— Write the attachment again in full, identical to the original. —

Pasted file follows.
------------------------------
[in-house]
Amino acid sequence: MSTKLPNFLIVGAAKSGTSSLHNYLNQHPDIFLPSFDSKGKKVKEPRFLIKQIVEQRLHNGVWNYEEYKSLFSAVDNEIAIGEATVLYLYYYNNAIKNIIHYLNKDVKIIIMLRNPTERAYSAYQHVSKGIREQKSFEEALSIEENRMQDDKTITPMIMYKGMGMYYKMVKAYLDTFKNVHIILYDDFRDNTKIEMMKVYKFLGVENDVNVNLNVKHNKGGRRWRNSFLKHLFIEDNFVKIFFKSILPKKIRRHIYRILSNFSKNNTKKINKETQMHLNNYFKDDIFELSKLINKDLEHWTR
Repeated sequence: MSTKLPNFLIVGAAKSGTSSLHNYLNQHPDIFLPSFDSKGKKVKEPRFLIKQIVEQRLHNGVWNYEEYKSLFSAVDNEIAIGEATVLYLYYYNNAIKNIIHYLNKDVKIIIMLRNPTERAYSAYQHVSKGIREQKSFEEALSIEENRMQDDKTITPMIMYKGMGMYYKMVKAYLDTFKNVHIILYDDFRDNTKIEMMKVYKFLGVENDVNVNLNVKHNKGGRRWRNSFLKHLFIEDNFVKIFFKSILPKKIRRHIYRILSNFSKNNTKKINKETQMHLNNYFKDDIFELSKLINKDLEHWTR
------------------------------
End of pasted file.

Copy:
[in-house]
Amino acid sequence: MSTKLPNFLIVGAAKSGTSSLHNYLNQHPDIFLPSFDSKGKKVKEPRFLIKQIVEQRLHNGVWNYEEYKSLFSAVDNEIAIGEATVLYLYYYNNAIKNIIHYLNKDVKIIIMLRNPTERAYSAYQHVSKGIREQKSFEEALSIEENRMQDDKTITPMIMYKGMGMYYKMVKAYLDTFKNVHIILYDDFRDNTKIEMMKVYKFLGVENDVNVNLNVKHNKGGRRWRNSFLKHLFIEDNFVKIFFKSILPKKIRRHIYRILSNFSKNNTKKINKETQMHLNNYFKDDIFELSKLINKDLEHWTR
Repeated sequence: MSTKLPNFLIVGAAKSGTSSLHNYLNQHPDIFLPSFDSKGKKVKEPRFLIKQIVEQRLHNGVWNYEEYKSLFSAVDNEIAIGEATVLYLYYYNNAIKNIIHYLNKDVKIIIMLRNPTERAYSAYQHVSKGIREQKSFEEALSIEENRMQDDKTITPMIMYKGMGMYYKMVKAYLDTFKNVHIILYDDFRDNTKIEMMKVYKFLGVENDVNVNLNVKHNKGGRRWRNSFLKHLFIEDNFVKIFFKSILPKKIRRHIYRILSNFSKNNTKKINKETQMHLNNYFKDDIFELSKLINKDLEHWTR